The above preview is unformatted text

This student written piece of work is one of many that can be found in our GCSE Twelfth Night section.

Found what you're looking for?

  • Start learning 29% faster today
  • 150,000+ documents available
  • Just £6.99 a month

Not the one? Search for your essay title...
  • Join over 1.2 million students every month
  • Accelerate your learning by 29%
  • Unlimited access from just £6.99 per month

See related essaysSee related essays

Related GCSE Twelfth Night essays

  1. Examine the ways in which Shakespeare creates comedy for the audience in Act 3 ...

    higher rank to marry one with a low rank was socially unacceptable. The fact that Sir Toby takes part in the mockery of Malvolio in Act 3 Scene 4 when he pretends that he thinks Malvolio is possessed by saying "what, man, defy the devil!".


    They lock him up in a small, dark room all alone, & not only convince everyone else, but, also try & convince Malvolio that he is completely mad. Feste even appears to him as a priest. Back in the 15th or 16th century, the audience would have just laughed at

  1. What are the contrasted attitudes to love in Twelfth Night and how are they ...

    And we see that Maria constantly uses sexual innuendo and puns. One of those examples was 1:3 lines 67-68. These metaphors involve sexual innuendo and word play. Act 1, scence3, line 70 also means that Sir Andrew is sexually impotent.

  2. What is your personal opinion of Malvolio and the way he is treated?

    (Lines 8-10) Malvolio is then rude and selfish to Viola/Cesario because he obviously feels that he is more important than him. Instead of handing Viola/Cesario the ring, he throws it onto the floor. In the next scene, Act II Scene 3 Sir Toby and Sir Andrew are drinking, they persuade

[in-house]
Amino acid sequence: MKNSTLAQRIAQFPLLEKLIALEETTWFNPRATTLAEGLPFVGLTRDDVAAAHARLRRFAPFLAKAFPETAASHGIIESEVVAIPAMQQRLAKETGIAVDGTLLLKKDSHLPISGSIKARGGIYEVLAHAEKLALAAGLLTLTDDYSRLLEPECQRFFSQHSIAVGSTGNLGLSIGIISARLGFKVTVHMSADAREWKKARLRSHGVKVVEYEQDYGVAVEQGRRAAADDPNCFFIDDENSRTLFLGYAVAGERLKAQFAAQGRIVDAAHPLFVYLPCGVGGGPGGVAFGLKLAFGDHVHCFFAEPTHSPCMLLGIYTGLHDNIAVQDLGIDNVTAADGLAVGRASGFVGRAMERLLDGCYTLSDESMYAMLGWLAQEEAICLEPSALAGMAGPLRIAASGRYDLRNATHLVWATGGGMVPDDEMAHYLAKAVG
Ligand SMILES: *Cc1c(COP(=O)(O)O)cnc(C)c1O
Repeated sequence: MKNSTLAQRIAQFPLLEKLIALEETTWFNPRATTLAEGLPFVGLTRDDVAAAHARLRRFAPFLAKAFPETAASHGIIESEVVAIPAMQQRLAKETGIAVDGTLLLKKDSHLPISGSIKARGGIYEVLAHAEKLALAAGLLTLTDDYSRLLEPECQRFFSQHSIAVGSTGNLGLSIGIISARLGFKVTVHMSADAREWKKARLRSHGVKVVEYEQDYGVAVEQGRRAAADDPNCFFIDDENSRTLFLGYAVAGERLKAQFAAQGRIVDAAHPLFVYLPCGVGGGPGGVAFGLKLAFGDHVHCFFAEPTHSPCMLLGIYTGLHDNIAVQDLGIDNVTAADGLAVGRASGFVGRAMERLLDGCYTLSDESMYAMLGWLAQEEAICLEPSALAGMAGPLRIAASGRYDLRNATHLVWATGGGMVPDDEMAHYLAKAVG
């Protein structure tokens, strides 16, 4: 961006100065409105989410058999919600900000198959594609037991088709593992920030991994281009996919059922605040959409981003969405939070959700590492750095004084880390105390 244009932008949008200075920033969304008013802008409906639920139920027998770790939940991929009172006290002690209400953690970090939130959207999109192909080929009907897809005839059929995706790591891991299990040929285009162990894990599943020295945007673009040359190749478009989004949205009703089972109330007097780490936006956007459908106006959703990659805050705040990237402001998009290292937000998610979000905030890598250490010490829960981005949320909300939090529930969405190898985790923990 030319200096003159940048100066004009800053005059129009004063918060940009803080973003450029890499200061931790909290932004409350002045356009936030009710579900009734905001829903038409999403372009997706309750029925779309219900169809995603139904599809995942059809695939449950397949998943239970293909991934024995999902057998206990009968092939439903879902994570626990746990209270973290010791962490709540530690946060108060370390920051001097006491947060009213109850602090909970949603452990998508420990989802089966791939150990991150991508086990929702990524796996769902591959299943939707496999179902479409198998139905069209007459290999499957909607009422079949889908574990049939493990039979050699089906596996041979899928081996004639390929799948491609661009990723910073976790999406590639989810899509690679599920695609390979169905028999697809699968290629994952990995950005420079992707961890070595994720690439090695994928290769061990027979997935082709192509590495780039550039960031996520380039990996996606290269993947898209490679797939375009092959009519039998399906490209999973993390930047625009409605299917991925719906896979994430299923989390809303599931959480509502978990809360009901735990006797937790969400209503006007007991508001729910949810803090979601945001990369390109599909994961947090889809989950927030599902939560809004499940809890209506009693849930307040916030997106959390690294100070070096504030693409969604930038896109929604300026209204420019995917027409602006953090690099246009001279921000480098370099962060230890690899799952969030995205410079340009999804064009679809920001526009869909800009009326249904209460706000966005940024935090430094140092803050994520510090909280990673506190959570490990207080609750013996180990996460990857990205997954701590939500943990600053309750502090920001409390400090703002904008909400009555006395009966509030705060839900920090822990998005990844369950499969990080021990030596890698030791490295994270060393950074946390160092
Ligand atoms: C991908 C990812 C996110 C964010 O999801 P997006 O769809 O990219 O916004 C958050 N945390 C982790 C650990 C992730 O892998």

1. Imagine that you are The manager of a small travelling theatre group who are ...

    for "Cesario" who is really Viola and Viola in turn has fallen for her master Count Orsino. Then to complicate matters even more Sebastian, Viola's brother who was thought to be dead arrives in Illyria and he is mistaken for "Cesario" on numerous occasions.

  2. Twelfth Night - We may laugh at Malvolio but to what extent does he ...

    grounds of faith that all those who look upon him love him; and on that vice in him will my revenge find notable cause to work." This is confirmed even before he reads the letter as we find him revelling in a pretence that he is married to Olivia, his

  1. Twelfth Night Coursework

    Maria cleverly decides to write a letter, addressed to Malvolio, that would lead him to believe Olivia, his lady, was attracted to him: 'By the colour of his beard, the shape of his leg, the manner of his gait, the expressure of his eye, forehead and complexion, he would find

  2. "He hath been most notoriously abused" How far do you agree with Olivia that ...

    There is a bitter unpleasantness to him. However we can still tell there is a certain amount of respect they have for each other as she still asks his opinion about Feste she says "what think you of this fool, Malvolio" , this means she values his opinions.

  • Over 160,000 pieces
    of student written work
  • Annotated by
    experienced teachers
  • Ideas and feedback to
    improve your own work